Ushering in the European Energy Transition 2030

(Agora Energiewende, 6 Mar 2019) In a new study Agora Energiewende shows how the EU can achieve its climate and energy policy goals. The study recommends ten key policy priorities for the new EU Commission and European Parliament.

The countries of the European Union will need to make significant changes to their energy sectors over the coming decade in order to fulfil the EU’s climate and energy targets. By 2030 the EU aims to reduce greenhouse gas emissions by 40% (in relation to 1990), to reduce primary energy consumption by more than a quarter (in relation to 2005), and to increase the share of renewables in gross final energy consumption to nearly one-third. The transition to clean energy should take place in a socially equitable manner that safeguards private-sector innovation and industrial competitiveness while also ensuring high security of supply.

In its new study, titled “European Energy Transition 2030: The Big Picture”, Agora Energiewende investigates the concrete measures needed to achieve these goals in a socially balanced and cost-efficient way. According to the study, current targets require coal consumption to be reduced by half by 2030. Furthermore, the consumption of vehicle fuels, natural gas, and heating oil must be reduced by a quarter. The share of renewable energy in the EU energy mix will need to double by 2030 in order to replace these fossil fuels. Renewable electricity generation will need to experience a particularly robust expansion, growing from 32.3% to 57% of average annual electricity consumption over the next eleven years, despite rising electricity demand. Furthermore, investments in energy efficiency are needed to further reduce energy consumption between 2015 and 2030 by 17%.

Encouraging the initiative of member states

“To meet the EU’s 2030 climate and energy targets, all EU member states will need to usher in a clean-energy transition that is based on increased energy efficiency, the rapid expansion of renewables, and a gradual reduction in fossil fuel consumption,” says Matthias Buck, Head of European Energy Policy at Agora Energiewende. “In our Big Picture study, we identify policies that can be adopted at the EU level to support and potentially accelerate the energy transition within member states. Our recommendations aim to promote national energy transitions that are socially balanced and economically beneficial. For example, the EU should work now to create markets for the clean-energy technologies that will be needed in the years after 2030, such as electrolysers for the production of electrofuels for industry, aviation, and shipping,” says Buck.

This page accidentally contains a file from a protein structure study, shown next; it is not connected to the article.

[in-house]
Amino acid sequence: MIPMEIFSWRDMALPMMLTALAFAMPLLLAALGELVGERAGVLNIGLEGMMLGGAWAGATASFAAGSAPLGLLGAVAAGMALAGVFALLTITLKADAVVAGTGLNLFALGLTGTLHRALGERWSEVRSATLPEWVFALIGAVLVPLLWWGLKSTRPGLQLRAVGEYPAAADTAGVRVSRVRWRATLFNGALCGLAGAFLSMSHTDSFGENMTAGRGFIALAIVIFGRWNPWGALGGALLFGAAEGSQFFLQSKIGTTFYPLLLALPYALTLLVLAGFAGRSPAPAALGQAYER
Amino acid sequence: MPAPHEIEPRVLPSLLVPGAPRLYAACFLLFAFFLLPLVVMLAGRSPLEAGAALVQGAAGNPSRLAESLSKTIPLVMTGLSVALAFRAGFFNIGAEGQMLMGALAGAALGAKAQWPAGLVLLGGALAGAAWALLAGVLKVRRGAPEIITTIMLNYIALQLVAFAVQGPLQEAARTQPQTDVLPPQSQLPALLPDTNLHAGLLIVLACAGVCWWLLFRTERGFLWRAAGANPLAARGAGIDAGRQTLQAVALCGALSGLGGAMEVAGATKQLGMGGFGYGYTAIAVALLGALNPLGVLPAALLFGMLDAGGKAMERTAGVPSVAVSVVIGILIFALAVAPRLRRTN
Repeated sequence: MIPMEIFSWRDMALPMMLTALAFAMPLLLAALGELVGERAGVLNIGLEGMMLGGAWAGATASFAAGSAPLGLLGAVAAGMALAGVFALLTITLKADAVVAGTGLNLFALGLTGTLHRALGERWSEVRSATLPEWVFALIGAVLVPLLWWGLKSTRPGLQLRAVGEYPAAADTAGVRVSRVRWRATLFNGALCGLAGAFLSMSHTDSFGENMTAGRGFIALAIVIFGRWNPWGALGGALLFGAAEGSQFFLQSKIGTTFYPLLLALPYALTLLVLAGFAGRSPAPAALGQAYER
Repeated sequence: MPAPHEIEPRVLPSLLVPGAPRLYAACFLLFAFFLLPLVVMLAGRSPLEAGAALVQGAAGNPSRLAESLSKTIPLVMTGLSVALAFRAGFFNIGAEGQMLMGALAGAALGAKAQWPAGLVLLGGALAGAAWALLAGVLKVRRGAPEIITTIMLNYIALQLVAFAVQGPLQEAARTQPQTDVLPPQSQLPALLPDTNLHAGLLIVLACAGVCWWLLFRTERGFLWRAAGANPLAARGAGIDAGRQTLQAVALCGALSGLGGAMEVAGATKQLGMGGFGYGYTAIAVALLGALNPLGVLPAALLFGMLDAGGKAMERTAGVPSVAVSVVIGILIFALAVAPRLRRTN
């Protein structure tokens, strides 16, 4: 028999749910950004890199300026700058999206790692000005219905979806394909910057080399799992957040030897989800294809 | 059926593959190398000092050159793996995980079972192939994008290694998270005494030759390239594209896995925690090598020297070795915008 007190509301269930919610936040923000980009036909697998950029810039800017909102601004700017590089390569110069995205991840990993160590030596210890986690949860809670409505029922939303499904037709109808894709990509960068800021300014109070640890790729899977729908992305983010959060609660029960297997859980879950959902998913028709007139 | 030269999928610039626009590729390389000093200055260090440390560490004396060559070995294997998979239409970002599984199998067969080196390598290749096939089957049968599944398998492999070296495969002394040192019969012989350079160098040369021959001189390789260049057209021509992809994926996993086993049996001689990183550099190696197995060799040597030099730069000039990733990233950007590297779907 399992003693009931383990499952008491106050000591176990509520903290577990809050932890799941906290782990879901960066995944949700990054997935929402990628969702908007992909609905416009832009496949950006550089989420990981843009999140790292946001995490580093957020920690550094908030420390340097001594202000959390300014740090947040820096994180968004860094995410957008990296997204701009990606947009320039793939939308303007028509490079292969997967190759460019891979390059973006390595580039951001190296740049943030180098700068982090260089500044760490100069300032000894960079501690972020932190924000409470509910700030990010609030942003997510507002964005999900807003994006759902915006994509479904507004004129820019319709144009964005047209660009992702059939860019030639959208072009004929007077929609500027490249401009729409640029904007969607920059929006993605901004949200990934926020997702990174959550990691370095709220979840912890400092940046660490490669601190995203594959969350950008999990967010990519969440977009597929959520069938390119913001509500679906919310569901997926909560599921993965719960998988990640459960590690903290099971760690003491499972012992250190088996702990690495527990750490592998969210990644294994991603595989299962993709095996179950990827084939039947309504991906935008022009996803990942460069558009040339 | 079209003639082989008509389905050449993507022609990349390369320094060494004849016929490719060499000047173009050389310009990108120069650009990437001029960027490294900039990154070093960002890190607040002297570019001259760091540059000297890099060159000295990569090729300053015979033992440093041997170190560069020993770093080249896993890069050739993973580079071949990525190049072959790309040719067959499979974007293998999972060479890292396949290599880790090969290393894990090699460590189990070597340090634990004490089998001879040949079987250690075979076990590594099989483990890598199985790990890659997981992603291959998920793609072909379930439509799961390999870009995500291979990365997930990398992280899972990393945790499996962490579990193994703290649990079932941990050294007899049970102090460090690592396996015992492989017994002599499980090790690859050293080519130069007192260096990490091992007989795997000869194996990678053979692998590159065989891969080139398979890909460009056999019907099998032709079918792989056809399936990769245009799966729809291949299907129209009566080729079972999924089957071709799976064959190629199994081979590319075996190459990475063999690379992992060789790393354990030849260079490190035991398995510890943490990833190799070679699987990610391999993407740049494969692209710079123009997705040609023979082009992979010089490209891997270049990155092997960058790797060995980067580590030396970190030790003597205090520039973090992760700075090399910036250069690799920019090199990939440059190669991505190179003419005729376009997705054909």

A proposal for raising the EU’s climate ambition under the Paris Agreement

Robust implementation of the agreed EU climate and energy targets will create the political space for the EU to increase its climate ambition in 2020, when the first review and ratcheting-up process takes place under the Paris Agreement. “This is a crucial moment for global climate diplomacy. And the question is not whether the EU should increase its 2030 climate ambitions, but how much,” says Buck. “We propose that the EU commits to a 50% reduction in greenhouse gases relative to 1990 levels, with up to 4% through international cooperation mechanisms under the Paris Agreement. This would enable the EU to enter a pathway to net-zero emissions by 2050 at the latest.” 

External link

Agora Energiewende, 6 Mar 2019: Ushering in the European Energy Transition 2030